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Paris's speedy underground stystem 

 

Think Paris public transport, and you’ll probably think of the Metro. But easy as the underground system is, that isn’t the only way to navigate your way around Paris. Here are our favorite ways of getting round the City of Light.

 

For speed: Metro
It’s held up as one of the best systems in the world, and although those coming over on the Eurostar from London might not be so impressed (not a train every minute? Shocker), it’ll still get you within a few blocks of where you need to go faster than going above ground. Watch the door handles – you need to practise an insouciant kind of flick to open the doors. You can buy day passes, but unless you’re planning on using it a lot, it may be cheaper to buy a carnet of 10 single tickets (that you can share with your fellow travelers). 

 

For longer journeys: RER
The RER is more like a regional train than the metro, although it too runs underground (below the Metro, as it happens). Because it makes fewer stops, it can offer a more direct route to the Metro. Bear in mind, though, that it may be a little more gritty than the Metro – so keep a close eye on your belongings.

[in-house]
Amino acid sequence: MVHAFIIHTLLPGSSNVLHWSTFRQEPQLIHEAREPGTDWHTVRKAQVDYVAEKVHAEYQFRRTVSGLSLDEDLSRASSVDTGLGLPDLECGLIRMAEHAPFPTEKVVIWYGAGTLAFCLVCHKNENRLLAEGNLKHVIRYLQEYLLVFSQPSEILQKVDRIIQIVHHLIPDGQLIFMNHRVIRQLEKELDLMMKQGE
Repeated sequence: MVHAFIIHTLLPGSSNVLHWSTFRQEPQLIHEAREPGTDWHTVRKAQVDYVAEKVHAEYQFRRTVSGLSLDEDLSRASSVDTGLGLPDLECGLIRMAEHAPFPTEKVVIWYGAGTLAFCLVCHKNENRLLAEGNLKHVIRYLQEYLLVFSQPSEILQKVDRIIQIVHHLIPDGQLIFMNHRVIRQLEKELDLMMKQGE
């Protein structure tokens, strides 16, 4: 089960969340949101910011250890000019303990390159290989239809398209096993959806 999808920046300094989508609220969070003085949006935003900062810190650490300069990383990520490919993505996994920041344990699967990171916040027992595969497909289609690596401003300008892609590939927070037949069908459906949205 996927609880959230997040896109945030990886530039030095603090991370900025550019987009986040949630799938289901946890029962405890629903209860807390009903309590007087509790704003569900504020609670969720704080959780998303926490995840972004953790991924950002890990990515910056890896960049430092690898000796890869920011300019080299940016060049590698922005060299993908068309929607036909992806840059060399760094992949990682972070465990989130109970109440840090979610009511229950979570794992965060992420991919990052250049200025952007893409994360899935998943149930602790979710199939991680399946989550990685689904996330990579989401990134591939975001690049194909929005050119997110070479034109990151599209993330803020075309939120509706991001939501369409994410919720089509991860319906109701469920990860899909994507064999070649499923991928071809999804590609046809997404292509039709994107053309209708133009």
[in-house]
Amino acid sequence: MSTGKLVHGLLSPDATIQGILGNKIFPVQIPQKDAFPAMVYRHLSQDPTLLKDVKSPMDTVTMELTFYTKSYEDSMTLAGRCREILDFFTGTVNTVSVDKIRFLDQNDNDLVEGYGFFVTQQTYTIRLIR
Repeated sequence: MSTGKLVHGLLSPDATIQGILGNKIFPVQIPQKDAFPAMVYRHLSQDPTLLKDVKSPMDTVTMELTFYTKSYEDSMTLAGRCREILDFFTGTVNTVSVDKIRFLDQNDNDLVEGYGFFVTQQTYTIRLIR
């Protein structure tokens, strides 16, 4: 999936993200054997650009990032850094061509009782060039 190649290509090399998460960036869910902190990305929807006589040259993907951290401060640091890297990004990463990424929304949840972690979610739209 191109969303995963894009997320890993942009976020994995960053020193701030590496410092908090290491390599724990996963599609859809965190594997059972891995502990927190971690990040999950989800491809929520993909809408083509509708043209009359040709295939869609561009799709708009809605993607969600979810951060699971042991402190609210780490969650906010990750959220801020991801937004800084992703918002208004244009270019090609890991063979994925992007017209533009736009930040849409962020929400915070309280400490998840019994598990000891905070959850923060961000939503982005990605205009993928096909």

For ease: Bus
People often discount bus travel in Paris, but it has its advantages. You’re going to see more of the town, for a start, and specially designated bus lanes mean that traffic jams aren’t such an issue. In fact, some routes – particularly cross-city ones - can be quicker on wheels than underground. Plus, they’re easier to lug bags around on than facing the stairs of the Metro system, meaning you’re not facing a choice of a wallet-spanking taxi or a back injury. Just leave plenty of time to get to your destination – just in case.

 

For romance: Walk
Don’t forget that half the pleasure of discovering a new city is walking it. If you’re used to the London underground or even the New York subway, you might be slightly disappointed by the metro – connections can be tricky – so walking’s often the best option. Most of the tourist destinations along the Seine are walkable (although the Orangerie is a fair walk from, say, the Louvre).

 

For fun: Bike
Don’t be scared! Cycling is huge in Paris, thanks to the government-run Velib’ scheme (actually the largest cycling programme of its kind in the world). Think of it as a pay as you go scheme – there are (unmanned) rental stations stocked with bikes every 300m or so in the center of town, and all you need do to get one is to feed the meter. You need to “subscribe” in order to rent one, but you can do that for as little as 24 hours (€1) with a credit card; then, you rent the bike in half hour increments, and dump it wherever you fancy. Chouette!

 

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